A patient in Cornwall last week was diagnosed of deadly monkey-pox and just days later, a second case was detected at Blackpool Victoria Hospital. Both patients are however said to be receiving appropriate care at Royal Infectious University, an expert respiratory infectious disease Centre.
The twist however, is that the patient must have gotten it while in Nigeria, as he was visiting from Nigeria. According to Public Health England (PHE) this is the first ever diagnosis of the viral infection in the UK.
Responding to the development, The Nigerian government says it is cooperating with authorities in the United Kingdom (UK) to investigate outbreak of monkeypox, after the two cases were discovered in the UK from patients with recent travel history from Nigeria.
In a statement by its Chief Executive Officer, Chikwe Ihekweazu, the Nigeria Centre for Disease Control (NCDC) said it is working with the UK’s public health agency; Public Health England (PHE), and other partners in Nigeria in the investigation.
Mr Ihekweazu, however, said the NCDC has been working closely with states across the country to strengthen surveillance, detection and response to cases of Monkeypox. He noted that a Technical Working Group coordinated by NCDC and comprising partners from the Federal Ministry of Agriculture and Rural Development, World Health Organisation (WHO), United Nations International Children Emergency fund (UNICEF), US Centers for Disease Control (US CDC) and other agencies, meet weekly to ensure coordination. He re-assured Nigerians of the agency’s capacity to effectively diagnose and respond to cases of Monkeypox.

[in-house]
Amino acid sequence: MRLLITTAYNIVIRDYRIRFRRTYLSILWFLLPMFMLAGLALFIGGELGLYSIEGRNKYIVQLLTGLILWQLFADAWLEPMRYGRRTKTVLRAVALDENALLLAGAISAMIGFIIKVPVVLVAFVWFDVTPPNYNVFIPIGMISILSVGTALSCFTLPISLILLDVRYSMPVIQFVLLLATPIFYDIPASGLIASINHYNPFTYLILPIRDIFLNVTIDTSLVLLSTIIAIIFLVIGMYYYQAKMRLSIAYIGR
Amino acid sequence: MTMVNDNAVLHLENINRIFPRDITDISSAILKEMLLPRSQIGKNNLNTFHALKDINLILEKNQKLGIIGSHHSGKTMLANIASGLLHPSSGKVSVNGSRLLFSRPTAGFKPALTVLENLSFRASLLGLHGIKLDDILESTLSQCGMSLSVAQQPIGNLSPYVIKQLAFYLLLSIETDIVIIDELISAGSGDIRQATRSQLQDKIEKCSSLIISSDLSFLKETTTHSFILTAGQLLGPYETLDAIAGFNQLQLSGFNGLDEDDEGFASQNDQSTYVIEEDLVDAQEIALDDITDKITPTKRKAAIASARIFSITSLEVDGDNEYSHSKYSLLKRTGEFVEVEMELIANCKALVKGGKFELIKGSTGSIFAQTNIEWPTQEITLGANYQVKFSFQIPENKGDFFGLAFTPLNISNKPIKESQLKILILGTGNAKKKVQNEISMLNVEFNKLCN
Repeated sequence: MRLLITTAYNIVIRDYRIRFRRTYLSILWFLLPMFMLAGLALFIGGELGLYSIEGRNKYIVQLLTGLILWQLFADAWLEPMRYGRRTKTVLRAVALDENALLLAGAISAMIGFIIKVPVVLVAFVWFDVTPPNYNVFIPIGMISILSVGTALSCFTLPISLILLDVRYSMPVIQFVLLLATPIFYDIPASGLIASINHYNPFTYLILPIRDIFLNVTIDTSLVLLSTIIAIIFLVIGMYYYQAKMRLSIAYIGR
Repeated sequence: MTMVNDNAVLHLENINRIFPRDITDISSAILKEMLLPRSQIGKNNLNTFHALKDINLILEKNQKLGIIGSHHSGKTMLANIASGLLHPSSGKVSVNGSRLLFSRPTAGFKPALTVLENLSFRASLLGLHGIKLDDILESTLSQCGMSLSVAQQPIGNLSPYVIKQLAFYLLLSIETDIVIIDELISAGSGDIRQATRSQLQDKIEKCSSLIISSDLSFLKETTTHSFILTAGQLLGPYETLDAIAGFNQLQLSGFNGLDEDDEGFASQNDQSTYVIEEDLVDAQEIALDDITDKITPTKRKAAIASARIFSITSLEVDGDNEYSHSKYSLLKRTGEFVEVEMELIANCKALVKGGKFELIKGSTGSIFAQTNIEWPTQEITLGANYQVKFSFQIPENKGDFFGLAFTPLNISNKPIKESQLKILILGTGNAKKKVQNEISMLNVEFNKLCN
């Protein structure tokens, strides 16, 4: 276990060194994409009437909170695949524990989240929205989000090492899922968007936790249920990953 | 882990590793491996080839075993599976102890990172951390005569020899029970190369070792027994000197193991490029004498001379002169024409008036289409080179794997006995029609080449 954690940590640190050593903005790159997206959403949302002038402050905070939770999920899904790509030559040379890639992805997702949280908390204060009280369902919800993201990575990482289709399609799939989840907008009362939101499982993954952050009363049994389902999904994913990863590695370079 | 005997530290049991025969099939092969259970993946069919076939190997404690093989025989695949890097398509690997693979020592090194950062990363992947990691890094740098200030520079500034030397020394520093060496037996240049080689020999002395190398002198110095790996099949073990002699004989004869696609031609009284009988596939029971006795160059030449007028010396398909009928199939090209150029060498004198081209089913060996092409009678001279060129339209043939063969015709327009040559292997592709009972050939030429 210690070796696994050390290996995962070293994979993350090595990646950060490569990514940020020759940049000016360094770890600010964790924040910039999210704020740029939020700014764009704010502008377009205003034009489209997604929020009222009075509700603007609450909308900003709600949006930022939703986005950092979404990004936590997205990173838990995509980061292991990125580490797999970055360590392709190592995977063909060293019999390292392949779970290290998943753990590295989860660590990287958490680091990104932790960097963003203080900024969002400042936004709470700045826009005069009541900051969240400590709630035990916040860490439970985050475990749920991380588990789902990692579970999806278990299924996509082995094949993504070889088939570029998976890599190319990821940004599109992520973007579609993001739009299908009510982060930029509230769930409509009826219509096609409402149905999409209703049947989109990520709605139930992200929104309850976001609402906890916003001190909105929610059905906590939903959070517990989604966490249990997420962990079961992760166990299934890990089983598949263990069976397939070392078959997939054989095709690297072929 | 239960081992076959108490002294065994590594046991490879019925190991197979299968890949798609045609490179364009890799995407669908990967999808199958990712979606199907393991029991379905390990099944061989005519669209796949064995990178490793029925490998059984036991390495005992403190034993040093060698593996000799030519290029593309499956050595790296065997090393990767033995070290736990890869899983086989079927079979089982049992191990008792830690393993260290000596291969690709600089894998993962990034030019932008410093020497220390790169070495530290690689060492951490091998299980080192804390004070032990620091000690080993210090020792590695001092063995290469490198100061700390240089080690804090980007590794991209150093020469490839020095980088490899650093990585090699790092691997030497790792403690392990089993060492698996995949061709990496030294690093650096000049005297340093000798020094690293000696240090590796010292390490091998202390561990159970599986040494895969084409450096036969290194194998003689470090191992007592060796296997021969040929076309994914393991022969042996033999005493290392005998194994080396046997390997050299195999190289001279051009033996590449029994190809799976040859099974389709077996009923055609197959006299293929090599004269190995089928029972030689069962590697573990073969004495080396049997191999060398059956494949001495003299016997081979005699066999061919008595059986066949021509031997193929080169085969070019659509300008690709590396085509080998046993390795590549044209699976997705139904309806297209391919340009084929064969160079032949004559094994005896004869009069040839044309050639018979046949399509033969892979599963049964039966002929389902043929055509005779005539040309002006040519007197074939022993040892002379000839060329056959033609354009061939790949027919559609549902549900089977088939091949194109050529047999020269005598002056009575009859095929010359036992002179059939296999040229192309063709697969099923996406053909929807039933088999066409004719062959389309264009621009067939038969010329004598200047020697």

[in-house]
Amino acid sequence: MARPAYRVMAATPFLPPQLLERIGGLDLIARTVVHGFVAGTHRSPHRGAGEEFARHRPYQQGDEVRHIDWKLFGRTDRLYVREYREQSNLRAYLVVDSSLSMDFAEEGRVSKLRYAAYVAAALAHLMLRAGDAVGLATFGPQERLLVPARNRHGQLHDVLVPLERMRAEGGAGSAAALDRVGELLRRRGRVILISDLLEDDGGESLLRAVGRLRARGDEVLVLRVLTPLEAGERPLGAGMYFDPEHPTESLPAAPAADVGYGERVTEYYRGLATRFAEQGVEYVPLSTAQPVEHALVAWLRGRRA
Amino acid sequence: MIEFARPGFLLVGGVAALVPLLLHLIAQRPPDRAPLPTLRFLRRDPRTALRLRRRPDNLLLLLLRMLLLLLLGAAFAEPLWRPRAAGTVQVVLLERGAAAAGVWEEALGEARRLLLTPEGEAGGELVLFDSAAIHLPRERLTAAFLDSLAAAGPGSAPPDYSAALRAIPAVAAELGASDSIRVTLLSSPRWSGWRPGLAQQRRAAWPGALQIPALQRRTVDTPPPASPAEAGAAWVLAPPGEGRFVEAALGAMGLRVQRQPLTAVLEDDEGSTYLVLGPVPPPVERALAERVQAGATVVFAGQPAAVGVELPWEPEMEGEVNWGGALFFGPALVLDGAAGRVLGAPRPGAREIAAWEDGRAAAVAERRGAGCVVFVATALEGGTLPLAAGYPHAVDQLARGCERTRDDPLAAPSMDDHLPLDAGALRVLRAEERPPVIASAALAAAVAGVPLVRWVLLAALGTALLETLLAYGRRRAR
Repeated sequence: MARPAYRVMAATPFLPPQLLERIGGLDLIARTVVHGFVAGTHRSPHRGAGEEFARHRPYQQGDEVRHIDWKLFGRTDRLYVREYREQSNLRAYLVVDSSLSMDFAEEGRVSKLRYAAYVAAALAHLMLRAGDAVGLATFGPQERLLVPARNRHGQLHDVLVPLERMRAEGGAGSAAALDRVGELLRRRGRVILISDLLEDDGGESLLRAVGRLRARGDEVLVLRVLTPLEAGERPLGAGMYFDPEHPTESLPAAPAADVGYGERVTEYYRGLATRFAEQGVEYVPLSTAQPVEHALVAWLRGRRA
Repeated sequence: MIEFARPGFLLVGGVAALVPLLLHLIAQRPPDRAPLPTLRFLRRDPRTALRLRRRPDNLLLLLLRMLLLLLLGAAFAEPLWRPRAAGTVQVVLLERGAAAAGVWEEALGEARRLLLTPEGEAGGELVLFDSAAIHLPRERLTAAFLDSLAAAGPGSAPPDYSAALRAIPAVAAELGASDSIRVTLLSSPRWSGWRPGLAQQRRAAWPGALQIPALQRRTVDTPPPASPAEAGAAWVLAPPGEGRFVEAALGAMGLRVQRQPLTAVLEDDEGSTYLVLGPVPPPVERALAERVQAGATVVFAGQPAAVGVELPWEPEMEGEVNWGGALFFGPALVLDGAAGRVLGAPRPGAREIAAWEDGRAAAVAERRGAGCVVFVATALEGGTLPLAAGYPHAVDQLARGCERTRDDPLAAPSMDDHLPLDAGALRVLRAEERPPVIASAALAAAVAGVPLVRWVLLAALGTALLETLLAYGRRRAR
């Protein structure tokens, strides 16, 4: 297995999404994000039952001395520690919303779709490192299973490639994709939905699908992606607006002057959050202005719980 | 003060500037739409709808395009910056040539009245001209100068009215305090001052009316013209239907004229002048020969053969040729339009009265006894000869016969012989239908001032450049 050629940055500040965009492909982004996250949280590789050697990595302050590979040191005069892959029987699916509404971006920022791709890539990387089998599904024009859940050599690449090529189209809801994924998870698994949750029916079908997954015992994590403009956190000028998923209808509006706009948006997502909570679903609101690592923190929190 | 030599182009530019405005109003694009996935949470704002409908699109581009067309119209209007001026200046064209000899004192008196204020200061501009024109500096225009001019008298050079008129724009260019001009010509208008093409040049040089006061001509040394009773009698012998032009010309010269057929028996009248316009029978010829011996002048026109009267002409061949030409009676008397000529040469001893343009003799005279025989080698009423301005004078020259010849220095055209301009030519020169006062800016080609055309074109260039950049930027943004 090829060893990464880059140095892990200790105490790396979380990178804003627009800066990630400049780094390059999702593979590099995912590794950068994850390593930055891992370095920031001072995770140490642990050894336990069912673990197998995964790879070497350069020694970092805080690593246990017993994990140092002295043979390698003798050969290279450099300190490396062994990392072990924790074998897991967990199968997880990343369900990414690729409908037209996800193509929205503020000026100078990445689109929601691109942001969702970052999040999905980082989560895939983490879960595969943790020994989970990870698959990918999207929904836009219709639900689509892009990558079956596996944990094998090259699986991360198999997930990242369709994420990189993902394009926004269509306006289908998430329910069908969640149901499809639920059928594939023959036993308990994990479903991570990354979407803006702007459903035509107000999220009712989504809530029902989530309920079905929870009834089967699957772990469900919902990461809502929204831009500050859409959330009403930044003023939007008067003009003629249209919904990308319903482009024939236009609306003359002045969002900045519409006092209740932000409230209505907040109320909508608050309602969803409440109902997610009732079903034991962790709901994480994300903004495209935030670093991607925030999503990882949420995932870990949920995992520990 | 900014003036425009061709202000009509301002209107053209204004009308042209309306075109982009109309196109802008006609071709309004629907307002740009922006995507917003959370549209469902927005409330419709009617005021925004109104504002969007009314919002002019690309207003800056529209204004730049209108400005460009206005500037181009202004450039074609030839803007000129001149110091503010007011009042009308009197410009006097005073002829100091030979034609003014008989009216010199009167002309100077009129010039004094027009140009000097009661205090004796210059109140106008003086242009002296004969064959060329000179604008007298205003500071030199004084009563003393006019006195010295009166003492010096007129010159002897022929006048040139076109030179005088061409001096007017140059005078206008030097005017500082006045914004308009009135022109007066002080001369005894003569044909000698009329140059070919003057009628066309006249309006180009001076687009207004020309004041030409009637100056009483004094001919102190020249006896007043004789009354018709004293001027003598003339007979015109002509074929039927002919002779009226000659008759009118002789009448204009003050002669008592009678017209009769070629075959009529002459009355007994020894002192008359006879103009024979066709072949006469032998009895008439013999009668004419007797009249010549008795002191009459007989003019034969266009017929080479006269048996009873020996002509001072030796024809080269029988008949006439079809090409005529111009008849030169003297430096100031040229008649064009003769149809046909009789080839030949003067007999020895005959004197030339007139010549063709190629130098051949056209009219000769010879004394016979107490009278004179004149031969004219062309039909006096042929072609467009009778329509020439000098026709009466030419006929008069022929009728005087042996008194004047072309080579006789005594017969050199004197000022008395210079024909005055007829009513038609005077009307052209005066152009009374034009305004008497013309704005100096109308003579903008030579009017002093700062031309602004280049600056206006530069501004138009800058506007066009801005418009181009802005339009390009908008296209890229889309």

In a related development, a report released by PHE said both patients are believed to have contracted the disease in Nigeria before travelling to England, and were diagnosed days apart.
In September 2017, Nigeria experienced a large sustained outbreak of monkeypox, little wonder The deputy director of the National Infection Service at PHE, Nick Phin, feels that the case has continued to spread sporadically. “It is likely that monkeypox continues to circulate in Nigeria and could, therefore, affect travelers who are returning from this part of the world”.
Phin further stated that measures are on top gear to contact individuals, including healthcare workers, that might have come into contact with the individual to provide information and health advice.
Meanwhile, Monkeypox is a virus that is spread primarily from animals to humans, with symptoms such as fever, headache, body pain, malaise, lymphadenopathy (enlargement of glands), sore throat and the typical generalized vesicular rash.